Keep That Streak. With the three major stock indexes closing in the black on Friday, the S&P 500 registered its first five-week winning streak since February.
The daily gain came even though President Donald Trump said he hasn’t agreed to rolling back tariffs on Chinese imports. Consumer sentiment remained high in November. Gold fell to its lowest level in three months. The small-cap Russell 2000 index is nearing a very bullish level in terms of technical analysis. And Democratic presidential candidate Sen. Elizabeth Warren rolled out a calculator for any billionaires who might be confused about how much they would pay under her wealth-tax plan. In today’s After the Bell, we…
- look at the mixed messages coming out of the White House regarding removing tariffs;
- watch the stock market shrug it off;
- and check on how American consumers feel about the economy.
Not So Fast
All three major indexes finished with minor gains on Friday. The Dow Jones Industrial Average gained 6.44 points, or 0.02%, to 27681.24, while the S&P 500 added 7.90 points, or 0.26%, to 3093.08 and the Nasdaq Composite rose 40.80 points, or 0.48%, to 8475.31.
Stocks fell in the morning after President Donald Trump told reporters that he “hasn’t agreed to anything” regarding an initial trade deal, referring to headlines Thursday saying the U.S. and China will roll back some tariffs on each other’s goods if an agreement is reached. Both Chinese and U.S. officials indicated on Thursday that could happen, creating optimism among investors that pushed the 10-year Treasury yield to its highest level since July 31. Treasury yields rise when prices fall, as they do when haven investments become less appealing.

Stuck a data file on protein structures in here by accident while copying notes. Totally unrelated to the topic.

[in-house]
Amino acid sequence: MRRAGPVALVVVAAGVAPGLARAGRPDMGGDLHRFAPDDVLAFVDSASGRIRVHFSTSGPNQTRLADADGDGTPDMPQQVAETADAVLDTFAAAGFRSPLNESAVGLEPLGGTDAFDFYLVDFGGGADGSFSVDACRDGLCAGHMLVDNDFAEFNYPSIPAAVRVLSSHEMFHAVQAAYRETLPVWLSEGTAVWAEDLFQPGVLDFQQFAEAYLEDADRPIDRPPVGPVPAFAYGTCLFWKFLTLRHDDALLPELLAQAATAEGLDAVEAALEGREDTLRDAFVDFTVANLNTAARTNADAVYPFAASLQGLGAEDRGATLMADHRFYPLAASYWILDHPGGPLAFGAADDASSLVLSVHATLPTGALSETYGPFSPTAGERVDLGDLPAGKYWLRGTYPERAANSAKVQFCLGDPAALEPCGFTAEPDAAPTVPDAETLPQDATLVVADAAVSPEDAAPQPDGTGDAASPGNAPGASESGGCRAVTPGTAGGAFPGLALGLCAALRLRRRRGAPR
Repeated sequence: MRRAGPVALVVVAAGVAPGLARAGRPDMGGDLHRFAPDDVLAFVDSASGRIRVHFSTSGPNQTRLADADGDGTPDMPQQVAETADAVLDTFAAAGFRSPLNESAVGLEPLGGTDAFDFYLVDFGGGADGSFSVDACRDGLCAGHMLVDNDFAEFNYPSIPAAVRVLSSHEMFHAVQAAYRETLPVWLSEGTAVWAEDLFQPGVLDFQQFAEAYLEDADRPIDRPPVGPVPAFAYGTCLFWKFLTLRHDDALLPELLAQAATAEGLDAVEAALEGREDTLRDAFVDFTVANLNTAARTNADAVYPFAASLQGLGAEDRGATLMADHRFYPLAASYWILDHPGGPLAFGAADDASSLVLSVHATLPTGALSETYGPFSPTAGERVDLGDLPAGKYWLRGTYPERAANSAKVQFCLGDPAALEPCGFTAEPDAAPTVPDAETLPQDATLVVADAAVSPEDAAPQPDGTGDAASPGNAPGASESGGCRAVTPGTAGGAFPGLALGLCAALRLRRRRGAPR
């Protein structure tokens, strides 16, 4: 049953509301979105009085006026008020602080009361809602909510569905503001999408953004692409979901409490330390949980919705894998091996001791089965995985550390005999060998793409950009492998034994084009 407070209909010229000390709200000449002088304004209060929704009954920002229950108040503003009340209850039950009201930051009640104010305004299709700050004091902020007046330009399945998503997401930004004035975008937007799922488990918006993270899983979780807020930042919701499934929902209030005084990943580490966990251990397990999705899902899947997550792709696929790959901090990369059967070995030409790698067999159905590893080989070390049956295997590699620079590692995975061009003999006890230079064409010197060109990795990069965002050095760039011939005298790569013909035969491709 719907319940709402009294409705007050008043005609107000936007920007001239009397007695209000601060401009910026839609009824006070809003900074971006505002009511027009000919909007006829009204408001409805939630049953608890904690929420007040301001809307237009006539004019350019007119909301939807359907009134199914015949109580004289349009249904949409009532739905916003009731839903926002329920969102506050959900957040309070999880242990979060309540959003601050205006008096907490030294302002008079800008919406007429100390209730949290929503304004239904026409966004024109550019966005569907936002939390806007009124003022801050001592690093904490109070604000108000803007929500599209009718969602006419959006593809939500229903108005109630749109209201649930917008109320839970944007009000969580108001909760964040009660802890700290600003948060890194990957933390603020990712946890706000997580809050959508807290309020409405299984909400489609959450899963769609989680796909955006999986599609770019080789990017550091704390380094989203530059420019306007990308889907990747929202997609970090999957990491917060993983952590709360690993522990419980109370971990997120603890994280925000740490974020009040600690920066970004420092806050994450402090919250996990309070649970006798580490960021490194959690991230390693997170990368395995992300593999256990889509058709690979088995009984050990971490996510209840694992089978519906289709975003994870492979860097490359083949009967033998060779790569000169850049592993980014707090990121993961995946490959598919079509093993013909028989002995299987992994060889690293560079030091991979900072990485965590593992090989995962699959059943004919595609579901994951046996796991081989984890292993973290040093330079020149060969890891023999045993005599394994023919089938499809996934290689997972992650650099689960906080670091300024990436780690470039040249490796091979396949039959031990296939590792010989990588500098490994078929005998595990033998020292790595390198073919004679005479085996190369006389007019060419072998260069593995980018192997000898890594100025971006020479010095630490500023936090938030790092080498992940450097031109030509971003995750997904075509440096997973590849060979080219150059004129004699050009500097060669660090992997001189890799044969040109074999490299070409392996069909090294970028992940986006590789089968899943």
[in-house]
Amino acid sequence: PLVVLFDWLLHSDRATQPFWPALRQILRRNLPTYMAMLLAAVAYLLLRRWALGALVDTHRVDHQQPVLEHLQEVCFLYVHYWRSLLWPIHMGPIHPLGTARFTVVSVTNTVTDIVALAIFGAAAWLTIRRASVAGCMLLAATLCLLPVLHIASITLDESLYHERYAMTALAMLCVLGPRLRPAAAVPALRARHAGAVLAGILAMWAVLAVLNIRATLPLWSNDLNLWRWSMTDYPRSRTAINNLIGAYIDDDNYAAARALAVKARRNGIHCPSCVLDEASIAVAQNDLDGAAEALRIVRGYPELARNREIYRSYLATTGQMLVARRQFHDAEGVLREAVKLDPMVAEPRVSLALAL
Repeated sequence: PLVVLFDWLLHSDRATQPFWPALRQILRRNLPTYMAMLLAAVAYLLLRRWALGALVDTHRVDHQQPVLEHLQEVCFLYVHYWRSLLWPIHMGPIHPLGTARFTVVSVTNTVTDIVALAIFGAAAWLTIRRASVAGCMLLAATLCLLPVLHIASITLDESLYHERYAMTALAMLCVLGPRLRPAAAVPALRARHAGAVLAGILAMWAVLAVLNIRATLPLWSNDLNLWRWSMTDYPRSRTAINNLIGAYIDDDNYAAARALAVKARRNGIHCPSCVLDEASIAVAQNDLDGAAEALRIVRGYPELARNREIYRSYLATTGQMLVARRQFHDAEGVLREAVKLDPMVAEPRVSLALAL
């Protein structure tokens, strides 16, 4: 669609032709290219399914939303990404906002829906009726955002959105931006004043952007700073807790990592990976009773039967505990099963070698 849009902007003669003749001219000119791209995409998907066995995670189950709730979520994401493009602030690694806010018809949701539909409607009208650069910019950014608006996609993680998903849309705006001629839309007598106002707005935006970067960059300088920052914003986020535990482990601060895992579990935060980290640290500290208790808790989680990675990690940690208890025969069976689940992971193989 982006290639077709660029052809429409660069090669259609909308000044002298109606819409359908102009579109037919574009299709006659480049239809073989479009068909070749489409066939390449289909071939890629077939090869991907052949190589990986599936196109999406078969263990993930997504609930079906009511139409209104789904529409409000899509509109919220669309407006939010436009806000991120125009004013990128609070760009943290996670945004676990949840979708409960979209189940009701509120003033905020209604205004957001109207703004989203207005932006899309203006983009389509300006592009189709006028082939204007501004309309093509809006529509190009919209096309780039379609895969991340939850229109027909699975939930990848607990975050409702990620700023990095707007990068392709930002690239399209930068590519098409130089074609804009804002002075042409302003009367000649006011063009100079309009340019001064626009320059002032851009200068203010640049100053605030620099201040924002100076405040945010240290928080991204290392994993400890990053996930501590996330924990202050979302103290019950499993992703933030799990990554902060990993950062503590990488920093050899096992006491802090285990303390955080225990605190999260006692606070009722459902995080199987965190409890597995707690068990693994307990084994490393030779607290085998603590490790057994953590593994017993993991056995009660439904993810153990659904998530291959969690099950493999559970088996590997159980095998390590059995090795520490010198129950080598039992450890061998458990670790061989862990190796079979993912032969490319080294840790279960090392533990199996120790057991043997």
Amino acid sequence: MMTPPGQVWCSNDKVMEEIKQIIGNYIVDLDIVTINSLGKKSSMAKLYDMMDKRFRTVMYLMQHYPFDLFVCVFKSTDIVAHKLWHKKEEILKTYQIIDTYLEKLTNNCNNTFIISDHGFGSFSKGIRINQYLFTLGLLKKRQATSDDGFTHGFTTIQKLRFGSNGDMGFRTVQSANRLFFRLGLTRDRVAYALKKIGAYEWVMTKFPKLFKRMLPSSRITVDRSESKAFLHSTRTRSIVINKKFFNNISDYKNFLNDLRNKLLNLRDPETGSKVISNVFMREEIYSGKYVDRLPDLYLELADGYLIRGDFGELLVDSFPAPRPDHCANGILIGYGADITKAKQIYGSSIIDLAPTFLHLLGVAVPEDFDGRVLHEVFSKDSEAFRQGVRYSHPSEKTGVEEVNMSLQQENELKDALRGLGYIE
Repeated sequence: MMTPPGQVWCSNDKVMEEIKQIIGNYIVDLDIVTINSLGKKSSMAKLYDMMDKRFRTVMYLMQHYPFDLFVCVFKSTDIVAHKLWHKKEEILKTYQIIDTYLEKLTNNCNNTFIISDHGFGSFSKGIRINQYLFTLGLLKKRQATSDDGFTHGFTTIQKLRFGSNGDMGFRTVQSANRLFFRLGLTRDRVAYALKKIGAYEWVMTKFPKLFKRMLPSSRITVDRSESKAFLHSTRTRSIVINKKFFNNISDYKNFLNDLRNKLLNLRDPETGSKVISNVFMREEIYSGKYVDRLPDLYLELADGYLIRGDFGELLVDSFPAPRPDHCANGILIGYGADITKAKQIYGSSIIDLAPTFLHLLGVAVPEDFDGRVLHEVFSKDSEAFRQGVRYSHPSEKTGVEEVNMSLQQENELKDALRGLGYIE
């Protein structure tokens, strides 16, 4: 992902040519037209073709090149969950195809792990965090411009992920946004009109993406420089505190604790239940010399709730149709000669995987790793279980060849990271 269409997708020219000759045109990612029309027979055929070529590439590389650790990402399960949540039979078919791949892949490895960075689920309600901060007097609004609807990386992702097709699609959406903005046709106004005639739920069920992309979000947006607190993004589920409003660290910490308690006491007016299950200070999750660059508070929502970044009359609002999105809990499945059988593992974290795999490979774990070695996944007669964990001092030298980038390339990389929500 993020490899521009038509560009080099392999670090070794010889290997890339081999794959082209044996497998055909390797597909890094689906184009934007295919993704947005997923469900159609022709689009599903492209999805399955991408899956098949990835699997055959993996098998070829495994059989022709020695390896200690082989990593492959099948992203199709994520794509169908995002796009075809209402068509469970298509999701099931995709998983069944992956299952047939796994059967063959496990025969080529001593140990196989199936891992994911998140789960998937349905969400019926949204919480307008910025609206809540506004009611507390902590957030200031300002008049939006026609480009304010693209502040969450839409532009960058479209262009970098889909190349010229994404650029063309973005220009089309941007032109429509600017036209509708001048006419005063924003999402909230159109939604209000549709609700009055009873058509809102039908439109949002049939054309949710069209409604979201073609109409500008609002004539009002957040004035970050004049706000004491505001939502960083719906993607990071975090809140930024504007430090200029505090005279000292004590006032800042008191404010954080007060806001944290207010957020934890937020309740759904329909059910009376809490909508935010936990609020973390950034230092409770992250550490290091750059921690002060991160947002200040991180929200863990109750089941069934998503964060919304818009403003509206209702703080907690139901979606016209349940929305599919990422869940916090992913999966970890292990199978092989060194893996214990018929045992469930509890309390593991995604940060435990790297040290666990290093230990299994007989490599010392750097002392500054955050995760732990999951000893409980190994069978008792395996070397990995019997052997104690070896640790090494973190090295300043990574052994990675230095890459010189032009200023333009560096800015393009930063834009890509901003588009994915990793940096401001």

There have been reports that the rollback of tariffs is facing some internal opposition in the White House. That isn’t surprising given that tariffs have been the U.S.’s main source of leverage in demanding that China address issues such as currency manipulation, intellectual property theft, and unfair government subsidies.
Stocks fell following the president’s remarks, but all three major indexes regained their footing and closed above the break-even line.
Trump’s remarks might have been offset by another set of monthly figures showing consumer sentiment remains near its highs for the economic cycle. The University of Michigan said its consumer sentiment survey posted a preliminary November reading of 95.7, up from October’s 95.5.
Consumers are slightly more positive about the economic outlook for the following six months, but slightly less optimistic about their current financial situations. The gauge of consumers’ views on current conditions declined to 110.9 in November from 113.2 in October, while a barometer of their expectations rose to 85.9 from 84.2.
Consumer sentiment usually affects how much people are willing to spend, which has been the backbone of the U.S. economy. It has become even more important now as business investment has been weakening.
“Although consumers have become somewhat more cautious spenders, they see no reason to engage in the type of retrenchment that causes recessions,” said Richard Curtin, the chief economist of the survey. Reductions in interest rates this year might have bolstered American households’ purchasing power and made them more upbeat about the economic outlook.
Write to Evie Liu at firstname.lastname@example.org